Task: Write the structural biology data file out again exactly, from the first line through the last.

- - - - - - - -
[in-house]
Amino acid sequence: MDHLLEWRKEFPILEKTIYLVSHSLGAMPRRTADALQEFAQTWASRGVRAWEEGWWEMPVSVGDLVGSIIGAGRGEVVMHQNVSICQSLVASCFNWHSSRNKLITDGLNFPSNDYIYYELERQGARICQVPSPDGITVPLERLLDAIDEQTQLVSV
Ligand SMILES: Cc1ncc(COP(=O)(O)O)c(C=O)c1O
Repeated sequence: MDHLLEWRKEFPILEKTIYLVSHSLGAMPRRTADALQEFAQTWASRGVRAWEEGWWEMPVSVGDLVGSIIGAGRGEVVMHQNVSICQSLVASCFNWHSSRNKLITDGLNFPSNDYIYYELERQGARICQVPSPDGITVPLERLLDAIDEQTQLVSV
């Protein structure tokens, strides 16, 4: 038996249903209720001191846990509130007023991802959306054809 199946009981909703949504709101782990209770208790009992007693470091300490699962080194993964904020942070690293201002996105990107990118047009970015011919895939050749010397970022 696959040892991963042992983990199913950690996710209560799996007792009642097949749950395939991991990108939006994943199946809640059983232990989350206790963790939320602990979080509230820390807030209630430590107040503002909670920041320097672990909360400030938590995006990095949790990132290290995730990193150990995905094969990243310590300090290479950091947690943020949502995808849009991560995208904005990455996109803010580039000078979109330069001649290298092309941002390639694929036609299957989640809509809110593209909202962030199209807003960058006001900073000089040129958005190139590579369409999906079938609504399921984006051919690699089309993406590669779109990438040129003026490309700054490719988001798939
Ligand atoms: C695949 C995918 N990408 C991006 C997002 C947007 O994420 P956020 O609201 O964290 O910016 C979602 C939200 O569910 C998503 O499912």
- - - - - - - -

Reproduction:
[in-house]
Amino acid sequence: MDHLLEWRKEFPILEKTIYLVSHSLGAMPRRTADALQEFAQTWASRGVRAWEEGWWEMPVSVGDLVGSIIGAGRGEVVMHQNVSICQSLVASCFNWHSSRNKLITDGLNFPSNDYIYYELERQGARICQVPSPDGITVPLERLLDAIDEQTQLVSV
Ligand SMILES: Cc1ncc(COP(=O)(O)O)c(C=O)c1O
Repeated sequence: MDHLLEWRKEFPILEKTIYLVSHSLGAMPRRTADALQEFAQTWASRGVRAWEEGWWEMPVSVGDLVGSIIGAGRGEVVMHQNVSICQSLVASCFNWHSSRNKLITDGLNFPSNDYIYYELERQGARICQVPSPDGITVPLERLLDAIDEQTQLVSV
């Protein structure tokens, strides 16, 4: 038996249903209720001191846990509130007023991802959306054809 199946009981909703949504709101782990209770208790009992007693470091300490699962080194993964904020942070690293201002996105990107990118047009970015011919895939050749010397970022 696959040892991963042992983990199913950690996710209560799996007792009642097949749950395939991991990108939006994943199946809640059983232990989350206790963790939320602990979080509230820390807030209630430590107040503002909670920041320097672990909360400030938590995006990095949790990132290290995730990193150990995905094969990243310590300090290479950091947690943020949502995808849009991560995208904005990455996109803010580039000078979109330069001649290298092309941002390639694929036609299957989640809509809110593209909202962030199209807003960058006001900073000089040129958005190139590579369409999906079938609504399921984006051919690699089309993406590669779109990438040129003026490309700054490719988001798939
Ligand atoms: C695949 C995918 N990408 C991006 C997002 C947007 O994420 P956020 O609201 O964290 O910016 C979602 C939200 O569910 C998503 O499912």